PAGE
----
Accepted on December 29, 2016
The aim of this study was to report our experience with the Soave pull-through procedure combined with a single-incision laparoscopic approach to treat Hirschsprung's disease after one-stage colostomy, in comparison with an open approach. A total of 37 children diagnosed with Hirschsprung's Disease after one-stage colostomy were evaluated in this study from June 2008 to May 2014. Nineteen patients treated with the Soave pull-through combined with an open approach from June 2008 to May 2011 were in Group 1, and 18 patients treated with a single-incision (abdominal wall colostomal) laparoscopic Soave pull-through approach from June 2011 to June 2014 were in Group 2. The preoperative data, operative details, and follow-up outcomes were compared in the two groups to determine the advantages of the single-incision laparoscopic approach. Statistical comparison was made with unpaired t-tests, χ2 tests and Fisher’s exact test, with P value less than 0.05 considered significant. The two groups had similar preoperative patient data to ensure comparability. The operative time in Group 2 was similar to that in Group 1, and all Group 2 cases underwent a single-incision laparoscopic approach. The postoperative time to feeding and the hospital stay after surgery were shorter in Group 2, which showed less blood loss, fewer complications, and less incidental injury. All patients were followed up for 6-12 months, and outcomes were better in Group 2. Compared to open surgery, the laparoscopic singleincision abdominal wall colostomal approach had many benefits and was effective in treatment of Hirschsprung's disease after one-stage colostomy.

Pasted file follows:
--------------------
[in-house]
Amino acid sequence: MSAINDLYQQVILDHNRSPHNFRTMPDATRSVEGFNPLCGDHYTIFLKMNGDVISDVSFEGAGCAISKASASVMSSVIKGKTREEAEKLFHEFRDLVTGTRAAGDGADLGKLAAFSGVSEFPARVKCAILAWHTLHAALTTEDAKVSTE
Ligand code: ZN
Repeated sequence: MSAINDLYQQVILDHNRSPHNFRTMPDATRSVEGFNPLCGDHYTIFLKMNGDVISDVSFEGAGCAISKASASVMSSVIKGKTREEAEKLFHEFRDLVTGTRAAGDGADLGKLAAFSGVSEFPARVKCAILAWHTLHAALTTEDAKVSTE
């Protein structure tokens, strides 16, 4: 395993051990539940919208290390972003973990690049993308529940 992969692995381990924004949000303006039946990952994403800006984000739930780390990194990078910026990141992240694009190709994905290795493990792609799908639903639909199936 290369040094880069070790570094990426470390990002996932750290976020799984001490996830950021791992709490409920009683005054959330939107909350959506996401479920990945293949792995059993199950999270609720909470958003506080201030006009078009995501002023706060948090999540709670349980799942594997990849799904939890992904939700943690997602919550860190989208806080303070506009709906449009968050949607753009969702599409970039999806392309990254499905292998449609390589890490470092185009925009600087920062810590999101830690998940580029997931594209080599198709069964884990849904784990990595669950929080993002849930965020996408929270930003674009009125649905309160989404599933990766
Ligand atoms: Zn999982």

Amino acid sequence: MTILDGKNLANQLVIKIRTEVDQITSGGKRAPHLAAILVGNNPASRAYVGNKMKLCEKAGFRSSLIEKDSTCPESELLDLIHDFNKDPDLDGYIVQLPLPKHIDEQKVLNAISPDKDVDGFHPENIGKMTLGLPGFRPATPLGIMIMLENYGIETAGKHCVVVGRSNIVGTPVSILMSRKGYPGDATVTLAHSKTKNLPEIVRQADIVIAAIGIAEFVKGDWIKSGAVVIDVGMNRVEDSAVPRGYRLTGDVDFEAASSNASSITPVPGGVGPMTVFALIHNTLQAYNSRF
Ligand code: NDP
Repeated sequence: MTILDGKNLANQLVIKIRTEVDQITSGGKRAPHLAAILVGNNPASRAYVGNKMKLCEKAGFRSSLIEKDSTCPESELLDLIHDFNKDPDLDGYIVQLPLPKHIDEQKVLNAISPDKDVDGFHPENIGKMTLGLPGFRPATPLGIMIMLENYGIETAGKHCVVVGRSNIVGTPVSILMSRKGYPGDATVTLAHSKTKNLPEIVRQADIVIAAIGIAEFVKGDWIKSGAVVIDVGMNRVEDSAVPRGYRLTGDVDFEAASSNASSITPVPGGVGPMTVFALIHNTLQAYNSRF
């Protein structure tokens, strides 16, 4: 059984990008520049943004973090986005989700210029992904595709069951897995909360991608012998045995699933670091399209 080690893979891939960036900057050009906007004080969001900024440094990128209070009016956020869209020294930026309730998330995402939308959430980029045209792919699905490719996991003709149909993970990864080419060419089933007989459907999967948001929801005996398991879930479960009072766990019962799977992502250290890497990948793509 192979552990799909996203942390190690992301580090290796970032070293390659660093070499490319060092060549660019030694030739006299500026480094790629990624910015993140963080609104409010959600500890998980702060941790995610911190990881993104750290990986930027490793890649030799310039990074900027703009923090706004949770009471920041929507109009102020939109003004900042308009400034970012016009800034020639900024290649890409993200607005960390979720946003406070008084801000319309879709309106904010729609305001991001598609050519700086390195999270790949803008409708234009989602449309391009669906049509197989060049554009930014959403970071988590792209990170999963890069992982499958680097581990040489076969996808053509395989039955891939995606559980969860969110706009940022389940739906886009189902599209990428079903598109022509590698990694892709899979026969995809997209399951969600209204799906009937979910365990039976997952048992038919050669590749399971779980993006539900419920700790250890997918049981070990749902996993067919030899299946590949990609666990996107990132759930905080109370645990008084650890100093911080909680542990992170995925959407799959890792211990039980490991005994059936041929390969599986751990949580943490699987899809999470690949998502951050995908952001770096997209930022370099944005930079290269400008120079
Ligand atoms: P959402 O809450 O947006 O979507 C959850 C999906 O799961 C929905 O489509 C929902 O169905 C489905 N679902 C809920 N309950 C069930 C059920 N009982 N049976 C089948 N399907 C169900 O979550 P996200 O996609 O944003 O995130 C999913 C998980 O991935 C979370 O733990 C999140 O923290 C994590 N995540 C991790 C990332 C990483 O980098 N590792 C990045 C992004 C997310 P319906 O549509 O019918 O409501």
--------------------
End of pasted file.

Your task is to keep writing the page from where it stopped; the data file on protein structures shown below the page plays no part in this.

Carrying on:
Laparoscopic, Single-incision, Colostomy, Pull-through, Comparison.
Hirschsprung's disease (HSCR) is characterized by the absence of autonomic ganglion cells in the terminal bowel, and is a relatively common cause of intestinal obstruction in newborns . The incidence of HSCR is estimated to be 1 in 5,000 live births . Enterocolitis is the most common cause of significant morbidity and death in HSCR [3-5]. When a neonate with HSCR has a colon perforation or enterocolitis, initial life-saving intestinal fistula surgery must be performed . A second stage radical operation must contend with abdominal cavity adhesions, and a pull-through laparotomy is commonly performed [7,8].
The surgical technique for HSCR has been modified several times in the last twenty years. From a total transanal, endorectal pull-through (TERPT) to a laparoscopy-assisted approach, the need to reduce surgical trauma has been a concern [9-11]. Single-incision laparoscopic surgery (SILS) has gained acceptance as a method to reduce visible abdominal scars [2,12-14]. In this article, we introduce abdominal wall colostomal SILS and provide a comprehensive and detailed comparison with the open procedure to evaluate the advantages of this minimally invasive laparoscopic surgery.
From June 2008 to May 2011, 19 children with HSCR, with a mean age of 5.8 months (range 3.1 to 7.3 months), were treated following colostomy with an open-assisted Soave pull-through approach; 14 were boys (73.7%) and 5 were girls (26.3%). All cases were diagnosed by pathological examination after the one-stage colostomy at a mean age of 20.8 days (range 9 to 27 days); 11 long-type cases (lesion involving descending or transverse colon) were treated with transverse colostomy (57.9%), and 8 common-type cases (lesion involving sigmoid colon) were treated with sigmoidostomy (42.1%), based on Chinese guidelines. These patients were in Group 1. This study was conducted in accordance with the declaration of Helsinki.
This study was conducted with approval from the Ethics Committee of Shandong University. Written informed consent was obtained from all participants’ guardians.